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Hays Free Press
Kyle, Texas
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February 3, 2010     Hays Free Press
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February 3, 2010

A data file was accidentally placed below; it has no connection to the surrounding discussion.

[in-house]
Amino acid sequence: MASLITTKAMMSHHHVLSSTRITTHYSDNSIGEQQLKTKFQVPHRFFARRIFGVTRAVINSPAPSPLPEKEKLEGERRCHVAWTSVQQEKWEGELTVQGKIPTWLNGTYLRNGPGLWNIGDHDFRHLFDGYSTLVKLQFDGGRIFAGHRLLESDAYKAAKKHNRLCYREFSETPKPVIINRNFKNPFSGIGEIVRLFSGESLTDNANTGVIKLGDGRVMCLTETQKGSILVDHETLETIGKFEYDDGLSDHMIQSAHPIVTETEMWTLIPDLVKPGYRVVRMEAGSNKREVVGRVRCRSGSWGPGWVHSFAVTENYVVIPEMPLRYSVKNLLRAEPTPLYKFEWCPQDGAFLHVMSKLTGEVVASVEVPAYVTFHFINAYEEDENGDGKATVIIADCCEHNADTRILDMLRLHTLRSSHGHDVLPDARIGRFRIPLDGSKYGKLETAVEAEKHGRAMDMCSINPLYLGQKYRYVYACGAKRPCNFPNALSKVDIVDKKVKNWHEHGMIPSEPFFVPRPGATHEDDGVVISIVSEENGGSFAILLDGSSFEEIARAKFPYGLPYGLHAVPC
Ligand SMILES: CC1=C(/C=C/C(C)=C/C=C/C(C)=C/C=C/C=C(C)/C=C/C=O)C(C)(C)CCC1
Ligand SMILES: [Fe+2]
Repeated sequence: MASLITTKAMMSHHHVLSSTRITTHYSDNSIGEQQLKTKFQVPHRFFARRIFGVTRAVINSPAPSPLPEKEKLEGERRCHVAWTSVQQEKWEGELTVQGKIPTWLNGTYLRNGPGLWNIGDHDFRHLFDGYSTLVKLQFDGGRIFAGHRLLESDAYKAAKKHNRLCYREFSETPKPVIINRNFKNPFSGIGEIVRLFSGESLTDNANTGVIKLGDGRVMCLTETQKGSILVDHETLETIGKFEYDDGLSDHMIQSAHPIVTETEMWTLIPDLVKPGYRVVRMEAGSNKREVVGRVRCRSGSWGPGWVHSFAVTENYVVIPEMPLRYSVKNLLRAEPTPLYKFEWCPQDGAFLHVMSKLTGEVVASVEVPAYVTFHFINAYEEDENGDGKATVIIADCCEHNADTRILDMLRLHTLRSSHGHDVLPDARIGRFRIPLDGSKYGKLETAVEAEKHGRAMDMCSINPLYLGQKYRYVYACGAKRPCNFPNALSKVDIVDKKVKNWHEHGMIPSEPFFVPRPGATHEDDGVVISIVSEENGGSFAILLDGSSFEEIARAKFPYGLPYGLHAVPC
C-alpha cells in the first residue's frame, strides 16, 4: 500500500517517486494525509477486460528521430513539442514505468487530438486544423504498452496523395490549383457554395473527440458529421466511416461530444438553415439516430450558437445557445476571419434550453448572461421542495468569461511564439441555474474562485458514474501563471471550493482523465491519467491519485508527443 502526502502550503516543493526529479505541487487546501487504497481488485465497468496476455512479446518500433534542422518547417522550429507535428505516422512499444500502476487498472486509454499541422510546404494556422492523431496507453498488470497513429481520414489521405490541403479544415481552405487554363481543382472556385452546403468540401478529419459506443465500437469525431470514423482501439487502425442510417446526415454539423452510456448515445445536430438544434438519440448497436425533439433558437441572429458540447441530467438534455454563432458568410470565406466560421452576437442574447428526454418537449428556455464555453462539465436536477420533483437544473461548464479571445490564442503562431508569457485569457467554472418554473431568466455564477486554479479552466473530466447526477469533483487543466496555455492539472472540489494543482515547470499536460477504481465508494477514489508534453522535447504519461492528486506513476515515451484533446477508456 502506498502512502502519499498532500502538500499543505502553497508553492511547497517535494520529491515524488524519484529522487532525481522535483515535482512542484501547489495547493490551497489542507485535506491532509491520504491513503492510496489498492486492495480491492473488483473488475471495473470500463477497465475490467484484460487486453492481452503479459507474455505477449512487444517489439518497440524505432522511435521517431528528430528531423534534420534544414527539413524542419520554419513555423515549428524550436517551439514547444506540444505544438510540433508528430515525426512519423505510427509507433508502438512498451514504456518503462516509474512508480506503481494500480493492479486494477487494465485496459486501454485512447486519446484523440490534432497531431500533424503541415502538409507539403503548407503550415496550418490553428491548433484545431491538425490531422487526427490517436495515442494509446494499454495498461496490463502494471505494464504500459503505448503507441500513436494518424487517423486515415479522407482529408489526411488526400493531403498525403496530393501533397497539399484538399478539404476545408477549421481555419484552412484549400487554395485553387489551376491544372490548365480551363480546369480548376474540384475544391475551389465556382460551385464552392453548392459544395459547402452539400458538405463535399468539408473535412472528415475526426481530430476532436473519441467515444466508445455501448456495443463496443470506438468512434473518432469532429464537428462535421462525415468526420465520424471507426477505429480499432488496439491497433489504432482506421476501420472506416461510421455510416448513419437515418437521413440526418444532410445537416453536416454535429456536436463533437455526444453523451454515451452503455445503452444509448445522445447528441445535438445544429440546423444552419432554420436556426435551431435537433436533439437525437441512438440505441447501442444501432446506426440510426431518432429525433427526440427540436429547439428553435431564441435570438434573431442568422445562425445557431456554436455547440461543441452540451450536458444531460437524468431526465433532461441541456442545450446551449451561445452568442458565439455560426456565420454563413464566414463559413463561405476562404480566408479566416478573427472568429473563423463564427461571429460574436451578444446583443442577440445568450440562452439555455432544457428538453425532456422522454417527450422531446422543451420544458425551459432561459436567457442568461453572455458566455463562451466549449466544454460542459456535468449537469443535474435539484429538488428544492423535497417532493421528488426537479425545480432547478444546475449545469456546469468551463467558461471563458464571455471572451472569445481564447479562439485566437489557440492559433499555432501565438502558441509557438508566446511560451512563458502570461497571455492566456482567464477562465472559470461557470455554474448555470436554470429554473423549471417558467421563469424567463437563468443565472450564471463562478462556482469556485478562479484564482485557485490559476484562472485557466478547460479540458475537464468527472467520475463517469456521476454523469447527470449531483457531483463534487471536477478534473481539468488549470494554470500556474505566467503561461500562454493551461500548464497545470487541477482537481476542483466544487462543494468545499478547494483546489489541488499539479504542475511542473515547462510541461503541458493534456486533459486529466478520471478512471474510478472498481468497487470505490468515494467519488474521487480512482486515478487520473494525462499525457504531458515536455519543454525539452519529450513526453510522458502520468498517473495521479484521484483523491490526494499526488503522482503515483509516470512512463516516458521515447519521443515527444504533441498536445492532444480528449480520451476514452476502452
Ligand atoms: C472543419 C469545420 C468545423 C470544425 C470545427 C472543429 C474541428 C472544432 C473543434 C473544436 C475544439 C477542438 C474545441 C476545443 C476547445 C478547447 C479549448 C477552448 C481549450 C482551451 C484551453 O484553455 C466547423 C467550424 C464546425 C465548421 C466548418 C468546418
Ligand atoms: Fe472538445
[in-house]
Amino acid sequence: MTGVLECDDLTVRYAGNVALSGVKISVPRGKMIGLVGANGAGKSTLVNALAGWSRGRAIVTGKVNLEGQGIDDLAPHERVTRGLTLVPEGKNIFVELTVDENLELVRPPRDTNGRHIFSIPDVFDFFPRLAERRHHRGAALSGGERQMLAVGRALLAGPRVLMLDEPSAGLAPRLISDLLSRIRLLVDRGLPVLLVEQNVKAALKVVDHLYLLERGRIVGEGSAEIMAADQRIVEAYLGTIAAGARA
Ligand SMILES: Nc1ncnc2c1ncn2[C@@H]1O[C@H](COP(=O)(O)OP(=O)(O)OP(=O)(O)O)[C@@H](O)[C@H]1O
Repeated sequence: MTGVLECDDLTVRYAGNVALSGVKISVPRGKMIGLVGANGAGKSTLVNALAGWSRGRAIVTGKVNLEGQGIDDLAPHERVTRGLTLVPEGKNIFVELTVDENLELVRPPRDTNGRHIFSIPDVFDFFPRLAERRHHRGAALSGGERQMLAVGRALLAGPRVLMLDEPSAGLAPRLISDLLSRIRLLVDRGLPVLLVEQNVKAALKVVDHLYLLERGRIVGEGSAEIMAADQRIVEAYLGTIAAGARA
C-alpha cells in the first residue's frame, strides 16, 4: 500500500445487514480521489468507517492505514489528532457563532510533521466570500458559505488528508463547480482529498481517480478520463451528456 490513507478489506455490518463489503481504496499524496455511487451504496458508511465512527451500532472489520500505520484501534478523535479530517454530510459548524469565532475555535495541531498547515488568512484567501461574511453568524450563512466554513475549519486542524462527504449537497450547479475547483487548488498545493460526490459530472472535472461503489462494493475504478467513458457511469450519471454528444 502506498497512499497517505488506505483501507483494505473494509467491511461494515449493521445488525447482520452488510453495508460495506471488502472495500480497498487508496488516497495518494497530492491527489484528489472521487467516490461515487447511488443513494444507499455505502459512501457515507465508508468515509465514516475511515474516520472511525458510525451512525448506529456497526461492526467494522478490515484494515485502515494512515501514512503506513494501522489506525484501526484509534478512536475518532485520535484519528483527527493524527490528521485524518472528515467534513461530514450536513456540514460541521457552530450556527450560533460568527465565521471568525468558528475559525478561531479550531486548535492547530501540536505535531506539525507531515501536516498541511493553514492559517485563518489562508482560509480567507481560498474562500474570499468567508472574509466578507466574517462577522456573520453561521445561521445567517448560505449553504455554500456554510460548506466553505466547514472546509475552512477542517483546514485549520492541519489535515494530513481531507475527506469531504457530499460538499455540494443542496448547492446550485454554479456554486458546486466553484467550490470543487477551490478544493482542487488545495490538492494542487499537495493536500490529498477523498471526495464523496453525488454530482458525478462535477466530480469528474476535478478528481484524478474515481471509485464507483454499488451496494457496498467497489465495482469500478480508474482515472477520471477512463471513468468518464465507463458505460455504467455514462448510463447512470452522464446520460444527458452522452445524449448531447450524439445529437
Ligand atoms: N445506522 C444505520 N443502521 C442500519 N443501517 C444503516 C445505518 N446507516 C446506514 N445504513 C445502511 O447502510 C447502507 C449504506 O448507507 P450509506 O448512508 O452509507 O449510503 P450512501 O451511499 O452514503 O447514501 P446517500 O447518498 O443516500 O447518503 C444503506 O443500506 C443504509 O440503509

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Hays Free Press * February 3, 2010 NEWS Page 3A Kickin' it u in K le .. . . P Y Competmon culminates m Gregg-Clarke Park Sunday BY JEN BIUNDO jen@haysfreepress.com This weekend, the city of Kyle will see one of the fiercest sports tournaments in its history, as 19 teams fight their way to the grand championship at Gregg- Clarke Park. Wtil Kegs & Legs kick their way past Got Balls? Will the Bad News Babes sock it to Team Dirty? Can Prayball convert the Alcoballics? These questions and more will be answered .on Feb. 7, as the 2010 winter season wraps up for the Kyle Adult IOckball League. That's right - kickball. That stalwart game of rainy-day re- cess is building up a following among Kyle-area residents of the grown-up persuasion. The rules are simple and haven't changed much since third game gyn class - you run the bases as you would in a game of softball, but instead of a ball and bat, you kick a boun- cy rubber ball. And unlike gym class, you're allowed to keep a cooler on the sidelines. Kickball landed in Kyle in 2008 when newcomer Car- rie Montoya, who had played the sport in Austin, ap- proached the city about start- ing a league. Parks Director Kerry Orbanowicz thought it sounded like a fun, low-key game that a few dozen resi- dents might sign up for. But he couldn't predict how pop- ular it would'become. "We're not the only town that does this, but for some reason it's really taken off in Kyle," Urbanowicz said. "We had to build an extra field for this." Seven teams signed up for the first season in 2008, and the tumout has nearly tripled in the last two years. This sea- son nine women's teams and 10 co-ed teams, each with 12 -14 players, hit the fields in PHOTO BY SEAN CLAES The Alcoballics score a home run in a Kyle Adult Kickball League game. The season wraps up this weekend with an elimination tournament. Hundreds of local residents have signed up to play the classic gym class game. Kyie. Player Sean Claes is a mem- ber of the demurely-named Prayball, a team composed of members of the Kyle Method- ist Church. Incoming church pastor Barbara Aziz and her husband Karim mentioned, mostly jokingly, that they should start a team. "We went from laughing about it to deciding, you know what, it's a good idea for the church to get out into the com- munity and do something that is enjoyable, get some exercise, and have some fun," Claes said. "There's something really funny and really great about playing a kid's game." Unlike softball or soccer, kickball is a game that's forgiv- ing to the less athletically gift- ed, Claes said. And while the teams play to win, the social camaraderie and entertain- ment are the top draw. "There are no Olympic scouts out there, so we can just have fun," Claes said. PLAY BALL The 2010 spring season of the Kyle Adult Kickball League runs from March 3 - May 16. Team registration deadline is Feb. 17. Individual players can sign up from Feb. 17 through the third week of game play. The $40 registration cost includes a game shirt. For more info, visit www.cityofkyle. corn/KylePARD.php or call the Parks Department at (512) 262-3939. INSURANCI Halifax Ranch: Johnson family donates 2,193 acres Continued from pg. 1A In the same announce- ment, the conservancy said Peter and Mary Faye Way donated a conservation easement on their 340 acres upriver from the Halifax Ranch. "Anyone who has laid eyes on the Blanco River Valley can appreciate its beauty and thanks to the actions of these two families, that beauty will last into the future," said Laura Huffman, the conser- vancy's state director. The Johnson and Way con- servation easements are the first held by the conservancy along the Blanco in Hays County, said Rachael Ranft, the conservancy's Northern Hill Country River Projects director. "The biggest threat to the Blanco River is development. The more of these easements we get, the better off we are in terms of water quality and quantity and species habi- tat," Ranft said. Both proper- ties are prime habitat for the federally listed endangered golden-cheeked warbler. Ranft declined to say what the easements are worth be- cause final appraisals on the property are not available. Conservation easements in Hays County often sell for about 40 percent of the land's appraised vahie. At $10,000 an acre, certainly a low num- ber, the easements are worth at least $10 million. The conservancy's Blan- co River Project seeks to preserve large tracts along the river's 87-mile course through three counties. The vast majority of land along the river is held privately. "People like the lohnsons and the Ways prove that the actions of a few can deeply benefit the lives of many. They're not only ensuring their family lands will stay intact, but protecting natu- ral resources for the Tex- ans of tomorrow," Huffman said. The ]ohnsons began ex- ploring donation of a con- servation easement in 2003 when their parents died, said Bill Johnson, who lives on the property. "All of us had a very strong desire to see the ranch pre- served in its entirety. We wanted t0 look at various ways we could pursue keep- ing it intact and avoid break- ing it up," Johnson said. Way is already a folk hero among the county's con- servationists. In 2003, he bought and held 500 acres that included Wimberley's Blue Hole on Cypress Creek until the village could raise funds to make the property a public park. About his Blanco River donation, he said, "Our ob- jective was to encourage easements to preserve our limited water resources. My family has always been aware of the need to put conserva- tion easements on critical watershed properties, and the time was right for us to act." Hays County is preparing to seal the deal on another large-scale conservation easement. Under a deal cur- rently being finalized, the county, along with the city of Austin and the Hill Coun- try Conservancy, will pay $9.9 million to purchase the development rights of the Dahlstrom Ranch, a 2,275- acre tract of environmentally sensitive ranchland west of Buda. r Your numbe news source ir Kyle and surrc communil one Buda, unding ies ......  ROBERT AVERA ATTORNEY & COUNSELOR 5500 FM 2770 Kyle, Texas 78640 AvEI00A Law Firm, P Robert@AveraI office (512) 6 fax (512) 6 LLd aw.com 15-3578 15-3583 ,u.o.,omo an, life insurance... Rob White, Agent (512) 504-9484 Auto. Hol Let's Comp; Rates and S( miliiiiiii :.::,::=,:+ !iililiiiiiiiiili!i iiiiii!iiiiii?iiii m he. Life Lre 1"vice. 5500 FM 2770, Ste. 101 Kyle, TX 78640 rwhite@txfb ins.com NReid 's urser00' Free Beekee talk on Satu Feb. 20 at 1 Bob and Denis, of the San Man Bee Wranglers about beekeep have displays,, and much mor NATIVE & ADAPTED PLANTS " ORGANIC SOILS t FERTILIZERS ping rday, 30 p.m. ; Benson ;os Area vill talk ng, and will landouts PLANT t WILDLIFE GUIDES GARDEN ART t MORE! Call 1512) 398-6011 5550 FM 2720 Open 9arn-5prn Kyle/Uhland Area Tuesday-Sunday www, reidsnursery, com Closed Mondays 10 minutes east of IH-35. Take 150 East to Hwy 21. Turn left rn right Meat Market. We're about on the left. at FM 2720, just past the Bon Ton 1 1/2 miles ddtwn 1 Pefia Memorial: Son of Kyle Elementary teacher mourned Continued from pg: 1A Pefia very well as he addressed the crowd. He recalled playing pranks on him and vice versa. "Paul was a joker," he said. "We never stopped joking around." One day, Combs said that he had the pleasure of meeting Pefia's family. "It was funny to see him with his mom," he said. "You saw him turn into a little boy again." Combs said that Pefia got uncomfortable when his mother pulled out old photo albums of him. "He would be embarrassed, but I'd keep asking for more," he said as the crowd laughed. "It drove him crazy." Combs deployed with Pefia to Iraq for 13 months and spoke of his confidence while under enemy fire. "We went through a lot to- gether," he said. "No matter how bad it got, he'd always look at you and smile." When he helped escort Pe- fia's body from San Antonio to San Marcos, Combs recalled how impressed he was to see the number of supporters along the drive on Jan. 26. "It never stopped," he said of the supporters. "That was incredible. I had never seen anything like that." "It meant so much to his family," to see how people lined the streets, held flags on overpasses and got out of ve- hicles with their hand on their heart when the motorcade passed by. The enormous support seemed to fit the type of leader that Pefia was known to be. Lt. Gen. Frank Helmick, XVIII Air- borne Corps commander, re- minded mourners of his dedi- cation. "People have asked whether Paul had to be out there that day," he said. "The answer that Paul's battalion commander gave was this, 'Paul knew ex- actly where he needed to be - out in front with his paratroop- ers, leading them through the same dangers that they face."' "That's what Paul was- an ex- traordinaryleader," he added. Pefia's funeral was Friday at St. John's the Evangelist Church in San Antonio. Father Stuart Juleen officiated the mass. In- terment followed at Fort Sam Houston National Cemetery in San Antonio. WWW.OCS Creek and Day _ _ ........... lb mlllllll